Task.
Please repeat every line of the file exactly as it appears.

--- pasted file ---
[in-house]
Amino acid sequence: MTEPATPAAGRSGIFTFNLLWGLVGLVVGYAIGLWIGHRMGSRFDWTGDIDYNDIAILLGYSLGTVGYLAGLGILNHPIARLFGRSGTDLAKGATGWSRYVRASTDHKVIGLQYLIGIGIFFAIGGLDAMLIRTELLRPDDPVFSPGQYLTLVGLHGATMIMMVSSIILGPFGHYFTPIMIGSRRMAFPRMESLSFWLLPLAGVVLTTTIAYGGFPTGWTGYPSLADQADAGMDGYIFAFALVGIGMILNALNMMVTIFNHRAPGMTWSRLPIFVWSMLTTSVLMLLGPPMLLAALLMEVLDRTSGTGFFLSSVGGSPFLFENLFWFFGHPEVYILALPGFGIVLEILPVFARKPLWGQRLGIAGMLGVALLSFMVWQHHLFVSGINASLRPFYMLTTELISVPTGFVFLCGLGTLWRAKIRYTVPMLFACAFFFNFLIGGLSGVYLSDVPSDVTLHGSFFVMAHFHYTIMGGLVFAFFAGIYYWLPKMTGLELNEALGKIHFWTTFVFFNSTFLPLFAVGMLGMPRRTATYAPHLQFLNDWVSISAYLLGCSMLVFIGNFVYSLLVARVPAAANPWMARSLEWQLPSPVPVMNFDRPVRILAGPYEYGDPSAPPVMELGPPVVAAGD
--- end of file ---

[in-house]
Amino acid sequence: MTEPATPAAGRSGIFTFNLLWGLVGLVVGYAIGLWIGHRMGSRFDWTGDIDYNDIAILLGYSLGTVGYLAGLGILNHPIARLFGRSGTDLAKGATGWSRYVRASTDHKVIGLQYLIGIGIFFAIGGLDAMLIRTELLRPDDPVFSPGQYLTLVGLHGATMIMMVSSIILGPFGHYFTPIMIGSRRMAFPRMESLSFWLLPLAGVVLTTTIAYGGFPTGWTGYPSLADQADAGMDGYIFAFALVGIGMILNALNMMVTIFNHRAPGMTWSRLPIFVWSMLTTSVLMLLGPPMLLAALLMEVLDRTSGTGFFLSSVGGSPFLFENLFWFFGHPEVYILALPGFGIVLEILPVFARKPLWGQRLGIAGMLGVALLSFMVWQHHLFVSGINASLRPFYMLTTELISVPTGFVFLCGLGTLWRAKIRYTVPMLFACAFFFNFLIGGLSGVYLSDVPSDVTLHGSFFVMAHFHYTIMGGLVFAFFAGIYYWLPKMTGLELNEALGKIHFWTTFVFFNSTFLPLFAVGMLGMPRRTATYAPHLQFLNDWVSISAYLLGCSMLVFIGNFVYSLLVARVPAAANPWMARSLEWQLPSPVPVMNFDRPVRILAGPYEYGDPSAPPVMELGPPVVAAGD